To date, these techniques have been tested on relatively widely dispersed feeds with fewer feeds over a larger area. It was not clear whether misinformation about the sense of smell could protect a crop containing more than 300 mice and 1.6 million seeds per hectare.
We worked on a 27-hectare wheat field in southwestern New South Wales, using 60 plots of land to test two olfactory misinformation techniques. We used wheat germ oil to provide the background for the aroma, as it is made from the part of the wheat seed that mice seek and is a relatively cheap by-product of the wheat milling process.
Both methods involved spraying a fine mist of a wheat germ oil solution onto plots. Each application was the equivalent of smelling about 50 times the number of seeds on the plot.
Our first technique, scent camouflage, was started immediately after the crop was planted and reapplied several times until seedlings emerged. This created a veil of wheat scent to hide the seeds from detection.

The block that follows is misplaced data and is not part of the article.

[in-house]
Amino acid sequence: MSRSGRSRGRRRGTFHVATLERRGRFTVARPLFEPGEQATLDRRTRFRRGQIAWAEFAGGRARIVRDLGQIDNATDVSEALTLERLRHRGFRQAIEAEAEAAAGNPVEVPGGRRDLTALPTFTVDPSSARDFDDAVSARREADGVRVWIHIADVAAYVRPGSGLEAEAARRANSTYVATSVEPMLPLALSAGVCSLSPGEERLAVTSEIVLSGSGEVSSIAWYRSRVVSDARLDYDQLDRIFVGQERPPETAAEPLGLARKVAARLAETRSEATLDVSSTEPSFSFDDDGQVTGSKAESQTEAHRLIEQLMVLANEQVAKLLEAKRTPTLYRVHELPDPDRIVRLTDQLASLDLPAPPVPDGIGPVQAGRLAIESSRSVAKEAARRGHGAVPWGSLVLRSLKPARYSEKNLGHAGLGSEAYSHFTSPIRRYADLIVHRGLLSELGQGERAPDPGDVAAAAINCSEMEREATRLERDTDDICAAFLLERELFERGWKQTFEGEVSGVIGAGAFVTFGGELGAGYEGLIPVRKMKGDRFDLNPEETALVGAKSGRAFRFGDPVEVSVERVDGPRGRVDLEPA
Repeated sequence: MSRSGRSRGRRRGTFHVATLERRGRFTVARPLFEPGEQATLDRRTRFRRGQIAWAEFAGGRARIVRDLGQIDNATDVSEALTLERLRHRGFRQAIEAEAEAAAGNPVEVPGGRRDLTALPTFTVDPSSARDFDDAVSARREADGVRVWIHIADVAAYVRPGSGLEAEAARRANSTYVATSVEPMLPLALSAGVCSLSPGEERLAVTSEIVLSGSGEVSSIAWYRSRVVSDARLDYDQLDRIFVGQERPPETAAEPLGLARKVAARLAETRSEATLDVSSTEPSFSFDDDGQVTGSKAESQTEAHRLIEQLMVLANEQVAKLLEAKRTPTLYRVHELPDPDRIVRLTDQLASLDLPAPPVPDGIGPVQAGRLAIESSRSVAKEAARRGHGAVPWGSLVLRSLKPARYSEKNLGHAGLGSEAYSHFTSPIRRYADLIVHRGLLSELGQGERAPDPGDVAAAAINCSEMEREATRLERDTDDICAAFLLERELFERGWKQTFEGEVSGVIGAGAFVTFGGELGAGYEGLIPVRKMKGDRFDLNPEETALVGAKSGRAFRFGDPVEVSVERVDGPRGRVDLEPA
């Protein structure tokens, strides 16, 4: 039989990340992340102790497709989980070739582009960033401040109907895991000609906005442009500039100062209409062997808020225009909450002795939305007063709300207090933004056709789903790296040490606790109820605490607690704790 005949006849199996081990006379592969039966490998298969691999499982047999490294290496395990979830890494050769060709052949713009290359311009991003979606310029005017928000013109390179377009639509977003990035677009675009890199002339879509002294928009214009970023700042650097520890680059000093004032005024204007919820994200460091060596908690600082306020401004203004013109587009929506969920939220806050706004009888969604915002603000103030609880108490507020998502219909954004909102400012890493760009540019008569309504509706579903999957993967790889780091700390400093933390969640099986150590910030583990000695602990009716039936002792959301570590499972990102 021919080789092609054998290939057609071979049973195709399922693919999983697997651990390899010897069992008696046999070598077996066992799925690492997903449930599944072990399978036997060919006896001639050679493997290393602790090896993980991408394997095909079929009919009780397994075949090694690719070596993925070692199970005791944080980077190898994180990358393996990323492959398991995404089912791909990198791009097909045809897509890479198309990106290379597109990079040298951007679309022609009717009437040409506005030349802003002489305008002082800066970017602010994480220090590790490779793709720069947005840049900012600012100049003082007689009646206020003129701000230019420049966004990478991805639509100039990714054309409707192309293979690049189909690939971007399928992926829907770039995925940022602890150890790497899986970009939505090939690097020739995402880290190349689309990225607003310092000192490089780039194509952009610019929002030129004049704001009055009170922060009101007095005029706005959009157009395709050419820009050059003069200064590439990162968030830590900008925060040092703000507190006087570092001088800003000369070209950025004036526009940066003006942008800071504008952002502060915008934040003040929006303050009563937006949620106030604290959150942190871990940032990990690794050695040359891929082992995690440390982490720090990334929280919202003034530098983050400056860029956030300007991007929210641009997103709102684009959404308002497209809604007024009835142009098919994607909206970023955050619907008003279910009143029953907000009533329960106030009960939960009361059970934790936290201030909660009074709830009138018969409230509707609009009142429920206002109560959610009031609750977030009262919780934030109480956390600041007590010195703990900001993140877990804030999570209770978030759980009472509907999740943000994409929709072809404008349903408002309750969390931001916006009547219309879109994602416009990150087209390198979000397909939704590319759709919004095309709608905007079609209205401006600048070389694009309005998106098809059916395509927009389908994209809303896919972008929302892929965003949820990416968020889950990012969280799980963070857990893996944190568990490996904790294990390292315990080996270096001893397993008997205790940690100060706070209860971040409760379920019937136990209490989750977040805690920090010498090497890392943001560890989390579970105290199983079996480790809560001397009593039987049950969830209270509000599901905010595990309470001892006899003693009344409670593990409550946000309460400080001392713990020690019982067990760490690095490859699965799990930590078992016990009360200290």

Our second technique, odor pre-exposure, was to apply wheat germ oil six days before the wheat crop was planted and continued for a week thereafter. We expected that rats that were attracted to the smell before they planted the seeds would begin to ignore the smell of wheat after not finding the seeds repeatedly.
We also had three control treatments: one that was sprayed with canola oil to control the effect of the oil, one that we walked without spraying to control seed loss due to trampling, and one that stayed completely intact.
After one and two weeks of cultivation, we counted rat damage in the form of fossils where the rats had extracted the seeds. After 2 weeks, we also estimated the number of seedlings that had lost mice. The results were amazing.